sherlock, “his last vow” and questions
Just finished watching the “His Last Vow” episode of Sherlock. There were several plot points I don’t understand and was wondering if anyone else has ideas.
— Why does Mycroft bring a laptop, in theory filled with State Secrets, to his family’s Christmas party and then leave it on the table where any number of kitchen-related accidents could happen to it?
— Was the scene where Sherlock is in the restaurant with his morphine drip simply a dream? As a general rule hospitals don’t let their patients wander the streets in dressing gowns, pulling their IV stands with them.
— Are all major characters in this show high-functioning sociopaths? It’s hard to believe that Mary is the first person ever to try and kill Magnussen, but not as hard as the idea that, after begging for his life on his knees, the moment Mary makes her exit Magnussen simply goes back to being his old self with absolutely no self-reflection and no extra steps to protect himself.
— If the reason that no one has tried to kill Magnussen is because everyone believes in the existence of the vault, then why hasn’t MI6 or the CIA or any number of intelligence services actually confirmed its existence? Are we seriously to believe that Mycroft can hack into any computer and put incriminating evidence on it but an isolated glass house was too secure to break into?
— Also, if the reason that no one has tried to kill Magnussen is because of the vault, in short, it was what kept him protected from all his enemies, why then would he admit that it was all in his head to Sherlock and John? It was that bit of information that gets Magnussen killed. That like the Riddler obsessively calling up Batman to give him easily-decoded riddles about the next crime he’s about to commit. You go from sinister force of evil to stupid git with moves like that.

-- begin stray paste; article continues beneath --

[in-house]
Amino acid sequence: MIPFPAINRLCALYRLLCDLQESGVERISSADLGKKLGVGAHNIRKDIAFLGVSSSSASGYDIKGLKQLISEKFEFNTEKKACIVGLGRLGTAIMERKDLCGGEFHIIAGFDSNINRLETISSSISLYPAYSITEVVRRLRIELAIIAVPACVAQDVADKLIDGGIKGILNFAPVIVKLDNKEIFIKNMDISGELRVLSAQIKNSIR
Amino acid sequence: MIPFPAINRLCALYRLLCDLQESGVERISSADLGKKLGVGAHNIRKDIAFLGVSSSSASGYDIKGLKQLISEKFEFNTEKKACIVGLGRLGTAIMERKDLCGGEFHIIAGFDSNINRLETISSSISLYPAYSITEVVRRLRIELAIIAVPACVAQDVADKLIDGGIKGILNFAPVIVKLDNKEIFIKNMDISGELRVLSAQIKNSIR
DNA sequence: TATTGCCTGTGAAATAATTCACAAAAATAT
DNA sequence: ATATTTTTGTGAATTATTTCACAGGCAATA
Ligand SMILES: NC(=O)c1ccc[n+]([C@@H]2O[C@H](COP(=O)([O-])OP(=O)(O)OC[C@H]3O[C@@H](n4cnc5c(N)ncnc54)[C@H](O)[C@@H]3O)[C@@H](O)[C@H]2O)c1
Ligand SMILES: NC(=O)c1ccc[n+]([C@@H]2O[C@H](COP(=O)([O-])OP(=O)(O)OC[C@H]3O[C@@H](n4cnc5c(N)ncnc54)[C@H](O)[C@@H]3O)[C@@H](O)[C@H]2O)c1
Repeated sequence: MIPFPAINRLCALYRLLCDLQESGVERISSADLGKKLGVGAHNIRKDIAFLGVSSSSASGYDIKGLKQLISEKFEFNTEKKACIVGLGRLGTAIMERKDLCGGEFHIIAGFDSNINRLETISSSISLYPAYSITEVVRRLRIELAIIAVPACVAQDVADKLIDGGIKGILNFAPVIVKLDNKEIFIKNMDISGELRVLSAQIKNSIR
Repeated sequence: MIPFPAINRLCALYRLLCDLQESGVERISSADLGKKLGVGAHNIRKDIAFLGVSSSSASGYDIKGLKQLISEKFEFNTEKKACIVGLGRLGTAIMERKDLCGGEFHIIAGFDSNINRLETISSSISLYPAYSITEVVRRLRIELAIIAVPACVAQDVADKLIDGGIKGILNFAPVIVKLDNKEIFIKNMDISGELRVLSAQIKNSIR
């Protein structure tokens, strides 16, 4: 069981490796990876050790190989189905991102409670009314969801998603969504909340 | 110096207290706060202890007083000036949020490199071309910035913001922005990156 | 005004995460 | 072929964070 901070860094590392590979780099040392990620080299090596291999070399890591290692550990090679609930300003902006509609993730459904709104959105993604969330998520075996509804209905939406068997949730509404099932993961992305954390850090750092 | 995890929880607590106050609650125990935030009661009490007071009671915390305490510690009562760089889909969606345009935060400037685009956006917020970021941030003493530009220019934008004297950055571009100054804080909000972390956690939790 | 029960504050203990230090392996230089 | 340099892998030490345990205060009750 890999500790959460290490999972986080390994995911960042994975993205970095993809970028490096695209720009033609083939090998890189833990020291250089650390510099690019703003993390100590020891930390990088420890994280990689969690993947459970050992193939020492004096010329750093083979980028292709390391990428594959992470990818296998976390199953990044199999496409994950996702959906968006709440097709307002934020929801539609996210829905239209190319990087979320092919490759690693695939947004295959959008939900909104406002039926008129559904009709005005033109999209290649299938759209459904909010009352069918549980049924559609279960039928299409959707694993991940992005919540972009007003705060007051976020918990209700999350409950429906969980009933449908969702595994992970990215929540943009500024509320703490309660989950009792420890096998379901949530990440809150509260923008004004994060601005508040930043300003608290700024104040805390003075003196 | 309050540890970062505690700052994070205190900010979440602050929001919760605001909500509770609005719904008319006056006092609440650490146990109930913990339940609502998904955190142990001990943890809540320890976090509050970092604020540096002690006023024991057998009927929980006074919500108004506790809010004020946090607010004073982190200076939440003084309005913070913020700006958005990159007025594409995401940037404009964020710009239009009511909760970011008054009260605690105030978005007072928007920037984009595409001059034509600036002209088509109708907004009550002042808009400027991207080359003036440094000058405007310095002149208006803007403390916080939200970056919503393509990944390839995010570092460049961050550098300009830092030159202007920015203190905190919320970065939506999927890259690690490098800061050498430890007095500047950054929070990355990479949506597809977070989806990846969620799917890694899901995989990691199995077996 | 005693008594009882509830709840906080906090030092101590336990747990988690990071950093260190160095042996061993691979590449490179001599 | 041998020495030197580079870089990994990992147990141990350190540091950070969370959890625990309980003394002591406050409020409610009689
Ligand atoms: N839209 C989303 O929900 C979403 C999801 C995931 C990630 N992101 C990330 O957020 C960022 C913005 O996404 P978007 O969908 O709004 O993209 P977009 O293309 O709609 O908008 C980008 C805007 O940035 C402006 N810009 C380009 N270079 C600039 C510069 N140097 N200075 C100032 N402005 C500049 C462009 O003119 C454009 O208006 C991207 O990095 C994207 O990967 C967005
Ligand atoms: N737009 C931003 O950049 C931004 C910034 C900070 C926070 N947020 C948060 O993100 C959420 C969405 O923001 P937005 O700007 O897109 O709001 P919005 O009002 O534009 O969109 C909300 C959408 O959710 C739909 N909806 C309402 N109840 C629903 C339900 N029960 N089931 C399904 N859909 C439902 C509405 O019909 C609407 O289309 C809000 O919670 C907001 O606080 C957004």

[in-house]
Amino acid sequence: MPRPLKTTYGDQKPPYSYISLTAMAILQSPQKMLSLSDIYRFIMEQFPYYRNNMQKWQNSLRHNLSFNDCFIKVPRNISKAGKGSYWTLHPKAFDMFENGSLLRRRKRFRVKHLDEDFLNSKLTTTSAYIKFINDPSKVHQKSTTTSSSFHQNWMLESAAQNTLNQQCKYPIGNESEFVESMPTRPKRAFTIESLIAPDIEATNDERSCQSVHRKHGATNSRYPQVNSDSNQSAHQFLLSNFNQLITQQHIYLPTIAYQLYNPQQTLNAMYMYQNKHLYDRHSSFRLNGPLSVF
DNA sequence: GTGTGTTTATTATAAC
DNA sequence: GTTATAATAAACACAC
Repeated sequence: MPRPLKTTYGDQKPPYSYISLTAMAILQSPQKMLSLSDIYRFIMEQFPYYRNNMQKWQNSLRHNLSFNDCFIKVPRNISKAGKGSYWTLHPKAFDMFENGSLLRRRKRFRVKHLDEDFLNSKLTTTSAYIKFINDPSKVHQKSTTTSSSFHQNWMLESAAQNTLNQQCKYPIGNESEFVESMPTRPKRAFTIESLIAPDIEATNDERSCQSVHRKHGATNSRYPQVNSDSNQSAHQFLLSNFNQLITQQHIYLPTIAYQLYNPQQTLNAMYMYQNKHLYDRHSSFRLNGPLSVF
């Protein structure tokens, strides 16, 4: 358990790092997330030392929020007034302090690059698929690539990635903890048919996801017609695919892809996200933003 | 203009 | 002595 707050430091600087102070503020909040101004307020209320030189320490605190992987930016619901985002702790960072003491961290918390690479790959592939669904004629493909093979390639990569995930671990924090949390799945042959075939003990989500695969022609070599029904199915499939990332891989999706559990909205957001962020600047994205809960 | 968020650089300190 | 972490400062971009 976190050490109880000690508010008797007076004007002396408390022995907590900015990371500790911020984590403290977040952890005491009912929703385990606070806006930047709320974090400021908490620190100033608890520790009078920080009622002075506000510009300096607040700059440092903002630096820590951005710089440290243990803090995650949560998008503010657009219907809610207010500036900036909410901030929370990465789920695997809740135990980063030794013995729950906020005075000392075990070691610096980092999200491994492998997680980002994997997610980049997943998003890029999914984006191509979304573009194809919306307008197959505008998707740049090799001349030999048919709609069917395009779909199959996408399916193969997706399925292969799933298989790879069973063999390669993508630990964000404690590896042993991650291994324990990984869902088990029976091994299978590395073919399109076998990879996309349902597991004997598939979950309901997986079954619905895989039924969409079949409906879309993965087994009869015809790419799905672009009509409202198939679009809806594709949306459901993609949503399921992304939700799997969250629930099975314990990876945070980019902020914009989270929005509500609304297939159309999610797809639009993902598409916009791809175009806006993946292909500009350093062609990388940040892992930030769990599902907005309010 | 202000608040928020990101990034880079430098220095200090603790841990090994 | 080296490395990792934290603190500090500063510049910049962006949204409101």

BUT THE MACHINERY OF HALLUCINATION …
“and ‘tis known a pretty piece of flesh am I.”
… is just simple brass trapezoids, organs
attached to organs, atoms to atoms.
The thermometer’s quicksilver lengthens.
Wheels whirr. Steam steams. These retrograde systems,
archaic even, concentric streamlined
gadgets, working elements that Dante
called hell, all of this, everything I find
inside myself, this heart beating away
in the dark, will one day melt into air.
Stop. Cease. Listen. Hear it? The cynic’s star
laughs, makes signs of the Hobo and the Bum.
What a piece of work caught between despair
and joy. I count the beats, play the guitar
and wait. I’m air. I’m song. I am rhythm.